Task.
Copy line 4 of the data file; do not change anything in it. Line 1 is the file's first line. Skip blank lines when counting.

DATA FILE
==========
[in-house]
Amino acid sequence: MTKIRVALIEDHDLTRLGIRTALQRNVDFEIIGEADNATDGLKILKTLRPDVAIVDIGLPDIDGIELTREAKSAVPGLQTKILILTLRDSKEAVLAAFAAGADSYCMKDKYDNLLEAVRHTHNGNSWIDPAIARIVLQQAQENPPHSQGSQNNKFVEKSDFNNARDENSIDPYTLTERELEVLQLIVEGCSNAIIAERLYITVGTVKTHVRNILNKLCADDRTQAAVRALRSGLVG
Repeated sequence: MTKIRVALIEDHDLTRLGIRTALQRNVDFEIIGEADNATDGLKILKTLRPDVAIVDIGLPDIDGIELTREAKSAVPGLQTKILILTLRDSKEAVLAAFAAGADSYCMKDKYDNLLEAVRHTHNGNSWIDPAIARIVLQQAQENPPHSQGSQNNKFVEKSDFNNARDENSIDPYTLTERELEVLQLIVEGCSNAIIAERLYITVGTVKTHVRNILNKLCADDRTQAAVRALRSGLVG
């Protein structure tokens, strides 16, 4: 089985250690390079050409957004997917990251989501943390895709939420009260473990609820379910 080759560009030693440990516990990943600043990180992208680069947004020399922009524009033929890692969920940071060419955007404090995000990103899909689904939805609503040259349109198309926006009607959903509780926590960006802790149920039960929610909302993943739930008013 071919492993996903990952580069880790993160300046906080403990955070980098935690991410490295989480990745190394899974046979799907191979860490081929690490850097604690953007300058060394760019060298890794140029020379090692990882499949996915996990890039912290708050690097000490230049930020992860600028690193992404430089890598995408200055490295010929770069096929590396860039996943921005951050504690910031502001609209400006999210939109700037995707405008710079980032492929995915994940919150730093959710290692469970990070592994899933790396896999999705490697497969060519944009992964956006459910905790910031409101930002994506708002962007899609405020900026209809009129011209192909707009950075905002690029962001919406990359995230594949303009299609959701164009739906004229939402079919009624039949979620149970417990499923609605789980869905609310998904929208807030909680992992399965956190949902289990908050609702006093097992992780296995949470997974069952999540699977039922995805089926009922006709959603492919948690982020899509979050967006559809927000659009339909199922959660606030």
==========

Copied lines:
């Protein structure tokens, strides 16, 4: 089985250690390079050409957004997917990251989501943390895709939420009260473990609820379910 080759560009030693440990516990990943600043990180992208680069947004020399922009524009033929890692969920940071060419955007404090995000990103899909689904939805609503040259349109198309926006009607959903509780926590960006802790149920039960929610909302993943739930008013 071919492993996903990952580069880790993160300046906080403990955070980098935690991410490295989480990745190394899974046979799907191979860490081929690490850097604690953007300058060394760019060298890794140029020379090692990882499949996915996990890039912290708050690097000490230049930020992860600028690193992404430089890598995408200055490295010929770069096929590396860039996943921005951050504690910031502001609209400006999210939109700037995707405008710079980032492929995915994940919150730093959710290692469970990070592994899933790396896999999705490697497969060519944009992964956006459910905790910031409101930002994506708002962007899609405020900026209809009129011209192909707009950075905002690029962001919406990359995230594949303009299609959701164009739906004229939402079919009624039949979620149970417990499923609605789980869905609310998904929208807030909680992992399965956190949902289990908050609702006093097992992780296995949470997974069952999540699977039922995805089926009922006709959603492919948690982020899509979050967006559809927000659009339909199922959660606030």